CDC, USDA-FSIS, and its public health partners are vigorously working to identify the specific contaminated product or products that are causing illnesses and will update the public on the progress of this investigation as information becomes available.  

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Clinical Features/Signs and Symptoms

Most persons infected with Salmonella bacteria develop diarrhea, fever, and abdominal cramps 12 to 72 hours after infection. The illness usually lasts 4 to 7 days, and most persons recover without treatment. However, in some persons, the diarrhea may be so severe that the patient needs to be hospitalized. Salmonella infection may spread from the intestines to the bloodstream and then to other body sites and can cause death unless the person is treated promptly with antibiotics. Older adults, infants, and those with impaired immune systems are more likely to have a severe illness from Salmonella infection. More general information about Salmonella can be found here.

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Advice to Consumers, Retailers, and Others

  • Wash hands, kitchen work surfaces, and utensils with soap and water immediately after they have been in contact with raw meat or poultry including frozen, fresh ground turkey. Then, disinfect the food contact surfaces using a freshly prepared solution of 1 tablespoon unscented liquid chlorine bleach to 1 gallon of water.
  • Cook poultry thoroughly. Ground turkey and ground turkey dishes should always be cooked to 165 °F internal temperature as measured with a food thermometer; leftovers also should be reheated to 165 °F. The color of cooked poultry is not always a sure sign of its safety. Only by using a food thermometer can one accurately determine that poultry has reached a safe minimum internal temperature of 165 °F throughout the product. Turkey can remain pink even after cooking to a safe minimum internal temperature of 165 °F. The meat of smoked turkey is always pink. Be particularly careful with foods prepared for infants, older adults, and persons with impaired immune systems. For more information, please visit FoodSafety.gov.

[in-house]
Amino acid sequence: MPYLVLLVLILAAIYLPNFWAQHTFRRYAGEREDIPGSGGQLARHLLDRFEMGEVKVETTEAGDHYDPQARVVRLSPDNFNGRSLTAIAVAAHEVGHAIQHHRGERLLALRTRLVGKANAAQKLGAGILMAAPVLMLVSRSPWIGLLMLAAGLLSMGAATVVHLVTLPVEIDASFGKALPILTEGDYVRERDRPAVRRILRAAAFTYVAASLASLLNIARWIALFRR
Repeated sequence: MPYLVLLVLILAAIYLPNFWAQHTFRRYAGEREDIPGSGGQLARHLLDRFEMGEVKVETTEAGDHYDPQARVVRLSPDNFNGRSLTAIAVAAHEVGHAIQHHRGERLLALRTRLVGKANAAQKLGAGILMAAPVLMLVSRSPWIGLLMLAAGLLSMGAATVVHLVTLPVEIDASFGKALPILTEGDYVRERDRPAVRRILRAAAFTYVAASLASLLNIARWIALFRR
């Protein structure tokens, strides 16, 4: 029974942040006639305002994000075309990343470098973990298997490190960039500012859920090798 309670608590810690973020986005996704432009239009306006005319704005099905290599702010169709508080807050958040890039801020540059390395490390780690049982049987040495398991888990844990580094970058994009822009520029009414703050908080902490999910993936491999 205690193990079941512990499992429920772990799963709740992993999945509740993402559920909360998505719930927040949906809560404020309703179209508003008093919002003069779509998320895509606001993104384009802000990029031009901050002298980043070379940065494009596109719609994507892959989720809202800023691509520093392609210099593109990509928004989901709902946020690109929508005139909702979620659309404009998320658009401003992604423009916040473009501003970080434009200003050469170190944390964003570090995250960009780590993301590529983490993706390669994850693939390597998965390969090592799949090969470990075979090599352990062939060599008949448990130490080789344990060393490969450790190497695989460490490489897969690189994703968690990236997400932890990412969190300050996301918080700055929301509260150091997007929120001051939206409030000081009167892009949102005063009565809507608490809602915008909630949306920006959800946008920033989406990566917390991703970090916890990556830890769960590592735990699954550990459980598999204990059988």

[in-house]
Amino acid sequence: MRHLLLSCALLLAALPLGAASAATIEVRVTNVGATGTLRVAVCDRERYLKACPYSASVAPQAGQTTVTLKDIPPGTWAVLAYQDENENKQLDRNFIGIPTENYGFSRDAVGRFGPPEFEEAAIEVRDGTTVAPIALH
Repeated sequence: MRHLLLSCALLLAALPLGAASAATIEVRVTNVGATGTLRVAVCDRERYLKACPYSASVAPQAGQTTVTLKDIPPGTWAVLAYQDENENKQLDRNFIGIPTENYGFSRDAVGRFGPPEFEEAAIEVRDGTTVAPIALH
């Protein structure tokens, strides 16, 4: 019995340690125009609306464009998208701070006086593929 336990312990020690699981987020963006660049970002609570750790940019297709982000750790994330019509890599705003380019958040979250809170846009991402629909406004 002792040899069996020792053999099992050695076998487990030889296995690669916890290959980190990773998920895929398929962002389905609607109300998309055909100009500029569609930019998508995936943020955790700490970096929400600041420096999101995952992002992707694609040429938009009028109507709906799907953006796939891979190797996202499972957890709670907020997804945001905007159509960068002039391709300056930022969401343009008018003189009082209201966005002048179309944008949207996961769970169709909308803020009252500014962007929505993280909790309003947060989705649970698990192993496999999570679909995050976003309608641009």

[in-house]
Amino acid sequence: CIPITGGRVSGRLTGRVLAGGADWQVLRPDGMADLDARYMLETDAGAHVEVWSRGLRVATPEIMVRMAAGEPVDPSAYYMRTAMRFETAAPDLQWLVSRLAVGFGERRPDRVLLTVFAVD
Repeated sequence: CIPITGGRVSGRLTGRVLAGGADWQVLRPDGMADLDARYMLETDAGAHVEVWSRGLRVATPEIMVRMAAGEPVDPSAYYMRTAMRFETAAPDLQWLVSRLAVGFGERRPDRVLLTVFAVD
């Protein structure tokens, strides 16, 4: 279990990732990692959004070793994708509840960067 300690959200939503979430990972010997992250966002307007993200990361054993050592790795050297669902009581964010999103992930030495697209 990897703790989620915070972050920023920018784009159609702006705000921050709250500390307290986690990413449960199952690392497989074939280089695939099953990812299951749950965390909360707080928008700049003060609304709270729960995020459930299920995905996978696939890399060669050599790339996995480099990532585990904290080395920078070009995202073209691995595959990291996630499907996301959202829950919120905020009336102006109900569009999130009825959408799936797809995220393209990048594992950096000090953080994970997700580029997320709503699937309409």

• If served undercooked poultry in a restaurant, send it back to the kitchen for further cooking.
  • Cross-contamination of foods should be avoided. Uncooked meats should be kept separate from produce, cooked foods, and ready-to-eat foods. Hands, cutting boards, counters, knives, and other utensils should be washed thoroughly after touching uncooked foods. Hands should be washed before handling food, and between handling different food items.
  • Refrigerate raw and cooked meat and poultry within 2 hours after purchase (one hour if temperatures exceed 90° F). Refrigerate cooked meat and poultry within two hours after cooking. Refrigerators should be set to maintain a temperature of 40 °F or below.
  • Persons who think they might have become ill from eating possibly contaminated ground turkey should consult their health care providers. Infants, older adults, and persons with impaired immune systems are more likely than others to develop severe illness.

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CDC's Role in Food Safety

CDC leads federal efforts to gather data on foodborne illnesses, investigate foodborne illnesses and outbreaks, and monitor the effectiveness of prevention and control efforts. CDC is not a food safety regulatory agency but works closely with the food safety regulatory agencies, in particular, with the U.S. Food and Drug Administration and USDA-FSIS. CDC also plays a key role in building state and local health department epidemiology, laboratory, and environmental health capacity to support foodborne disease surveillance and outbreak response. Notably, CDC data can be used to help document the effectiveness of regulatory interventions.